A lot of the time when we think about advocacy we think about protests and demonstrations and mass movements and sudden, almost unexpected, social change - a change in perspective, a change in attitude, laws repealed, rights granted. But that's just one of the more visible aspects of advocacy. Advocacy itself is very seldom a spontaneous process.
And it is also a deeply integrated part of almost everything we do. In our development work, relief work, humanitarian work and even in our day-to-day lives we are always, in a sense, advocating, either to meet our own needs or to support the rights and needs of others.
In this course, we are going to unpack a lot of the ideas that we may be holding around advocacy and the idea that advocacy is always about direct action. And we are going to be working through the concept of what we mean by 'an advocate' and what we mean by advocacy.
A lot of advocacy is around gathering information and having the right facts, and using information and facts to persuade others before we move onto trying to push for change in a visible or public way. A lot of advocacy is done 'behind the scenes', in the background, through lobbying, and through persuading and giving information and presenting the facts and drawing attention to the situation.
So, we are going to firstly really unpack what we mean by an 'advocate' and what we mean by 'advocacy'.
We are then going to move into looking at advocacy research and what that means: what are the questions that we need to have answered before we can begin - - understanding the context and the background and the history of the situation, and how people are affected.
And then, how do we fill in those gaps in our knowledge? What tools do we use to collect that information so that we have a very strong case for advocacy? And we also have to be careful - making sure that the information we get is true, and doesn't put others in danger or at risk.
We'll be looking at some guidelines for effective advocacy and we are going to see which of those apply to you and which don't. And what other guidelines you might have. Because we all work in very different situations. Some of us work in very safe situations where our right to advocate is protected by law. And others may be working in places where the issue - or the actual act of advocacy itself - can put us or others in actual danger of perhaps imprisonment or, not just losing our freedom, but losing our lives. So we have a wide range of different environments in which advocacy can take place.
And we will be looking at the main techniques and tactics for advocacy. And we will see also how they move along a spectrum from the least antagonistic to the most direct, protest-style tactics.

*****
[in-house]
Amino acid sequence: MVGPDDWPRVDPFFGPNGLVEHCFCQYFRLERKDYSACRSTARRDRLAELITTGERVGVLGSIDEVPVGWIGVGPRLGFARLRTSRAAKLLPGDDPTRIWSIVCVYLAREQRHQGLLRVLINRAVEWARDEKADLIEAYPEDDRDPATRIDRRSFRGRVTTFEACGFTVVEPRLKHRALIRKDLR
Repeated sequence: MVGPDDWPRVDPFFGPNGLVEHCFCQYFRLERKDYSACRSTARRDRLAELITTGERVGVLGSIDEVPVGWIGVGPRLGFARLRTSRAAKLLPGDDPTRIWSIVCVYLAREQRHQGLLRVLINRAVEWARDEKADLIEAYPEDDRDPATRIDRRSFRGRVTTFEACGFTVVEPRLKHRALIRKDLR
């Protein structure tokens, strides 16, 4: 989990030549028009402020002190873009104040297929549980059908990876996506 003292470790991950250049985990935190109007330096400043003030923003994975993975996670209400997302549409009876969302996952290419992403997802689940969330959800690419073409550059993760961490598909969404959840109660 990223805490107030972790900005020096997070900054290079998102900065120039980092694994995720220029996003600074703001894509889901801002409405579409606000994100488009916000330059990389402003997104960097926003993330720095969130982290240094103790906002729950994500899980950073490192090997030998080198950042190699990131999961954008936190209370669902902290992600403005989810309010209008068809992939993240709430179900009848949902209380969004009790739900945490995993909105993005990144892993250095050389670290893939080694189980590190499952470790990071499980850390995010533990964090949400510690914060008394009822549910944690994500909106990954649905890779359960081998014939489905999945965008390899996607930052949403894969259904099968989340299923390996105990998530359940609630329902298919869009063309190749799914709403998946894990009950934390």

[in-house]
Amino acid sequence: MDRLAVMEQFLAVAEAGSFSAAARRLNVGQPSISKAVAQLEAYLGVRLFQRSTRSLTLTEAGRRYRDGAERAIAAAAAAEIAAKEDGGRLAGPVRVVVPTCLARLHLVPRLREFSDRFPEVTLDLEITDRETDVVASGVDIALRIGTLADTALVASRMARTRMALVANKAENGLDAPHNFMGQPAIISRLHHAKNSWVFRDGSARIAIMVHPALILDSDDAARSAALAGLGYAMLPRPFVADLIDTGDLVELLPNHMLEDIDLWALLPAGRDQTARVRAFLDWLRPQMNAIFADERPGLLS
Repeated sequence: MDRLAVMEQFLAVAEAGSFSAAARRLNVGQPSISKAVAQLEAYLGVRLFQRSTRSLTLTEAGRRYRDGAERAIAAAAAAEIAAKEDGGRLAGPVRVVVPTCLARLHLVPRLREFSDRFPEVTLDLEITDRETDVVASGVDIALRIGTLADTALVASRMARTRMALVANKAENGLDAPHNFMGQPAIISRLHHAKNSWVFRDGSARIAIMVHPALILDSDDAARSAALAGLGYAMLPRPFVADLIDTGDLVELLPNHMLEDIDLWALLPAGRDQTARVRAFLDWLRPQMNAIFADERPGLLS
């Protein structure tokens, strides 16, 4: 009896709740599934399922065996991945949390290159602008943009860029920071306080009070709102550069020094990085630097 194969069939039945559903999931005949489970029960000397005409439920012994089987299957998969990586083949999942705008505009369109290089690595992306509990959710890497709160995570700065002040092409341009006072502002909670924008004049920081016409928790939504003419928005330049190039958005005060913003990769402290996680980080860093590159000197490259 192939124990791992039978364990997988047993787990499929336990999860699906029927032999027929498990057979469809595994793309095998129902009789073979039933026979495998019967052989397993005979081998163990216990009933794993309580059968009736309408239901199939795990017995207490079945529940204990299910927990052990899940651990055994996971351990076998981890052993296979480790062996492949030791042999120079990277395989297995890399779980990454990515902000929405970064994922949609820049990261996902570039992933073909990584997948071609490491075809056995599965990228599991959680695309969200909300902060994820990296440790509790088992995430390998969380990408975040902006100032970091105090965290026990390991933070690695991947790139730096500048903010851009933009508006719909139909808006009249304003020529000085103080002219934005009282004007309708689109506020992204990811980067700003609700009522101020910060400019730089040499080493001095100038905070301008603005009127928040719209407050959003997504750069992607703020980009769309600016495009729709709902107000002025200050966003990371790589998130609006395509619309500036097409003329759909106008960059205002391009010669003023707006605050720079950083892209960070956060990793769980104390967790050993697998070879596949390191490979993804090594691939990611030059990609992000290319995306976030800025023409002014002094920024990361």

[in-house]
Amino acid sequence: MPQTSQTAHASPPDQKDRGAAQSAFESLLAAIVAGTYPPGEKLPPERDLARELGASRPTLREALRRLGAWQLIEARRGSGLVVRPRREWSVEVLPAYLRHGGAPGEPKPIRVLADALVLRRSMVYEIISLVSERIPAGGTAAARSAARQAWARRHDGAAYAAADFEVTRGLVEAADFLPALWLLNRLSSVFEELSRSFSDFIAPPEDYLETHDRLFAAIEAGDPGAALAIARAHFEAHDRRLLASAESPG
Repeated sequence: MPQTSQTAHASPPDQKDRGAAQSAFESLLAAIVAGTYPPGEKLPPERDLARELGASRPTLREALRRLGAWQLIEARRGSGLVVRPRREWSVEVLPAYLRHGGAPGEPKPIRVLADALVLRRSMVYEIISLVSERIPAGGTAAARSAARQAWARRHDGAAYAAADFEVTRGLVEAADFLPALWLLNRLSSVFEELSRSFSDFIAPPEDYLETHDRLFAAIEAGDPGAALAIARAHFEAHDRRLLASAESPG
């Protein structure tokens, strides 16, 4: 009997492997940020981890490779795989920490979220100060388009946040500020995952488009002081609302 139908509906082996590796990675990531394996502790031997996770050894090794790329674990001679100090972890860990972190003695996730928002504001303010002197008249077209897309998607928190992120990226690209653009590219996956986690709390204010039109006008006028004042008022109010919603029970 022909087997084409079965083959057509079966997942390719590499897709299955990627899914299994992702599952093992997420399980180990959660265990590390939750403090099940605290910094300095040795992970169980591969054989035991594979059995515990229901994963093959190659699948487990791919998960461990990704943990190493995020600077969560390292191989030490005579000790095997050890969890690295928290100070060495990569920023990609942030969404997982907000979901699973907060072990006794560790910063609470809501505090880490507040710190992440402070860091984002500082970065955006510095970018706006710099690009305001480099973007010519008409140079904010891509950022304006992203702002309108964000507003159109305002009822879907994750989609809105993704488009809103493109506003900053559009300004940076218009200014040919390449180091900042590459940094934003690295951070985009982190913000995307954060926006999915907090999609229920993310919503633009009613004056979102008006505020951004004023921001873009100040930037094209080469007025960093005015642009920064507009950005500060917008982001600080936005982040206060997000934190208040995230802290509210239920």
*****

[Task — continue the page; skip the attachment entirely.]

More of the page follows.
So advocacy is not about protest. Protest is often when everything else has failed, and the cause is fully right and people are sick and tired of how things are. Protest is often the culmination of a lot of other steps that we have tested and tried.
Because, as advocates we want to be - to the extent possible - we want to be peaceful. We don't want to impose change. We want to wake up the inner sense of justice among the wider population and decision-makers, to bring about an improvement in the environment, an improvement in our rights situation, or an improvement in people's lives.
That means getting our tactics right. That means that we don't put ourselves in areas where we don't have the skills or we don't have the support or we don't have the perseverance or the contacts to make that particular tactic effective. And doing things which 'sit right' with us and 'sit right' with our supporters and 'sit right' with our members.
Going it alone is always risky. We need allies. Allies are people who may share some or all of our values and can bring something to our advocacy effort. So how do we identify who is out there and who can be our ally and supporter? And what is the best way to engage with them if we decide to do that?
And just as we may have allies, we may have opponents - people who are invested in things not changing. They may have a financial investment. They may have an emotional investment. They may have an investment in power. Or they may simply be ignorant and lack information.
But how do we identify who is our opponent? Who is standing in our way? Who is going to slow us down?
How are they likely to respond to us? They may deny the problem exists or actively try to destroy our reputation. They may want to throw your members into prison. How can we anticipate what they might do and plan for resistance?
Planning for resistance is usually, again, in the least antagonistic and aggressive way possible, steering the conversation always back away from personal attacks, towards the issue - when disinformation is being spread, bringing to light the true information.
And, once we have worked through all of these steps we are going to look at how we can develop an advocacy plan. What is our goal? What are the things we need to achieve on the way to get there? How will we know that we have succeeded? Who is responsible? When does it need to be done? A simple strategic plan for advocacy.